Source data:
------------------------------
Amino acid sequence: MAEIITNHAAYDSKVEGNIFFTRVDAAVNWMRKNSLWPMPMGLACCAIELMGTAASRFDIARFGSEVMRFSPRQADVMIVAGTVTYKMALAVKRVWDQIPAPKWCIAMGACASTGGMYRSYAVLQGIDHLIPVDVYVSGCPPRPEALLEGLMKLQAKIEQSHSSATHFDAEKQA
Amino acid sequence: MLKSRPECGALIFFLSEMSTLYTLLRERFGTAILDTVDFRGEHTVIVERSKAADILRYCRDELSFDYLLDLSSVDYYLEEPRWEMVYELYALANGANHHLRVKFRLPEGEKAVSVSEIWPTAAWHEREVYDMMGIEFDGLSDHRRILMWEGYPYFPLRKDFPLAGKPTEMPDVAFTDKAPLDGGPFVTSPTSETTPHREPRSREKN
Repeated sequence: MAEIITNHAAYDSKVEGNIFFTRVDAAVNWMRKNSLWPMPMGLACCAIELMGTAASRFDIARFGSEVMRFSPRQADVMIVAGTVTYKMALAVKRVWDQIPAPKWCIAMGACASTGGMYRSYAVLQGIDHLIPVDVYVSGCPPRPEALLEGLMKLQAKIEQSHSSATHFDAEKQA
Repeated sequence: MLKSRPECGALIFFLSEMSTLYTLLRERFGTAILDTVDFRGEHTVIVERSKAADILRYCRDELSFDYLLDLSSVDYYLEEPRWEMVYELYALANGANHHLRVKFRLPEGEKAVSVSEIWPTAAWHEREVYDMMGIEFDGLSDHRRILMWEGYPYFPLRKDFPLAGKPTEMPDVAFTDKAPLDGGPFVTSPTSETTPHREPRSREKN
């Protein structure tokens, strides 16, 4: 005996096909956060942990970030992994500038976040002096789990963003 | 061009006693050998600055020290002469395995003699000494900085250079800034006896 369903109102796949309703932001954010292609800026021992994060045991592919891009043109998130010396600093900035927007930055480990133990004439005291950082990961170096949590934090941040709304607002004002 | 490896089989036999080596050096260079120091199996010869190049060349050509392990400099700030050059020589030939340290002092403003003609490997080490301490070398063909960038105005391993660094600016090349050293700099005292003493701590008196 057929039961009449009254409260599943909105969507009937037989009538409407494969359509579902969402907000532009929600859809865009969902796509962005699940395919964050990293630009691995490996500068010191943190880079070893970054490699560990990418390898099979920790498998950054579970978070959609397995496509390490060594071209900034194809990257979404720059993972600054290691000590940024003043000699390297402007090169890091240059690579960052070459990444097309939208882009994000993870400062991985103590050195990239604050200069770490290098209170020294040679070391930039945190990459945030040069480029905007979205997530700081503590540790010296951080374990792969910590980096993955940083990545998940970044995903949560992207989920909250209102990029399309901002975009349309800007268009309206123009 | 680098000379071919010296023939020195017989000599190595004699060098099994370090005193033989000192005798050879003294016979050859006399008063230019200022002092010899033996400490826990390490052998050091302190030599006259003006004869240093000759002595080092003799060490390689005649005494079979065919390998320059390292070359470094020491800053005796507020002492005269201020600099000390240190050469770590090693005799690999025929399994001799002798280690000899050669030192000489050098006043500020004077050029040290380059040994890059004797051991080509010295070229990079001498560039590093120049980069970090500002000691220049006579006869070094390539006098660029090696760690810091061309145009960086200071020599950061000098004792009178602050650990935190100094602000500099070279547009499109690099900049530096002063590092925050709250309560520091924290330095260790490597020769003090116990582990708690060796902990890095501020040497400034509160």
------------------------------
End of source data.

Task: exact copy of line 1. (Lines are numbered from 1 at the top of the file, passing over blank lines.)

Amino acid sequence: MAEIITNHAAYDSKVEGNIFFTRVDAAVNWMRKNSLWPMPMGLACCAIELMGTAASRFDIARFGSEVMRFSPRQADVMIVAGTVTYKMALAVKRVWDQIPAPKWCIAMGACASTGGMYRSYAVLQGIDHLIPVDVYVSGCPPRPEALLEGLMKLQAKIEQSHSSATHFDAEKQA